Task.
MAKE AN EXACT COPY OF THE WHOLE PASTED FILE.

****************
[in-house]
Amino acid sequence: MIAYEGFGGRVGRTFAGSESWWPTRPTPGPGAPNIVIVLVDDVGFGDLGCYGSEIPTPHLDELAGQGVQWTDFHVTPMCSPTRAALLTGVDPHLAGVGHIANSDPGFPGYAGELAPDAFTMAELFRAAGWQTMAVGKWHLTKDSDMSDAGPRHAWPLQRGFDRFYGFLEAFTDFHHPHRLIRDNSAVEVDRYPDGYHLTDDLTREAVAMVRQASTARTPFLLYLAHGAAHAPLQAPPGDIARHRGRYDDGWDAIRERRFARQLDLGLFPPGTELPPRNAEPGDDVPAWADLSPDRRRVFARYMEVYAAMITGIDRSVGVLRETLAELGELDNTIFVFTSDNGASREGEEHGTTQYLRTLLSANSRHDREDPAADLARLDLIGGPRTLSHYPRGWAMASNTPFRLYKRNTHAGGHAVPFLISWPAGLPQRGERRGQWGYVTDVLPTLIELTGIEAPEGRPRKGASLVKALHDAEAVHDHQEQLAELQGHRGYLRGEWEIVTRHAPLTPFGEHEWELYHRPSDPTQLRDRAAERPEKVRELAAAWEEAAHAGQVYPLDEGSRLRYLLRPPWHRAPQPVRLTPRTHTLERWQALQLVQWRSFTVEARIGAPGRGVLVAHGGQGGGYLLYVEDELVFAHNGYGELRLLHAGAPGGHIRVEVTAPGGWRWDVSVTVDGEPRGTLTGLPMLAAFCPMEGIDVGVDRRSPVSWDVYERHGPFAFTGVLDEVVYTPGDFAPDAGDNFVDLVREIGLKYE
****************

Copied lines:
[in-house]
Amino acid sequence: MIAYEGFGGRVGRTFAGSESWWPTRPTPGPGAPNIVIVLVDDVGFGDLGCYGSEIPTPHLDELAGQGVQWTDFHVTPMCSPTRAALLTGVDPHLAGVGHIANSDPGFPGYAGELAPDAFTMAELFRAAGWQTMAVGKWHLTKDSDMSDAGPRHAWPLQRGFDRFYGFLEAFTDFHHPHRLIRDNSAVEVDRYPDGYHLTDDLTREAVAMVRQASTARTPFLLYLAHGAAHAPLQAPPGDIARHRGRYDDGWDAIRERRFARQLDLGLFPPGTELPPRNAEPGDDVPAWADLSPDRRRVFARYMEVYAAMITGIDRSVGVLRETLAELGELDNTIFVFTSDNGASREGEEHGTTQYLRTLLSANSRHDREDPAADLARLDLIGGPRTLSHYPRGWAMASNTPFRLYKRNTHAGGHAVPFLISWPAGLPQRGERRGQWGYVTDVLPTLIELTGIEAPEGRPRKGASLVKALHDAEAVHDHQEQLAELQGHRGYLRGEWEIVTRHAPLTPFGEHEWELYHRPSDPTQLRDRAAERPEKVRELAAAWEEAAHAGQVYPLDEGSRLRYLLRPPWHRAPQPVRLTPRTHTLERWQALQLVQWRSFTVEARIGAPGRGVLVAHGGQGGGYLLYVEDELVFAHNGYGELRLLHAGAPGGHIRVEVTAPGGWRWDVSVTVDGEPRGTLTGLPMLAAFCPMEGIDVGVDRRSPVSWDVYERHGPFAFTGVLDEVVYTPGDFAPDAGDNFVDLVREIGLKYE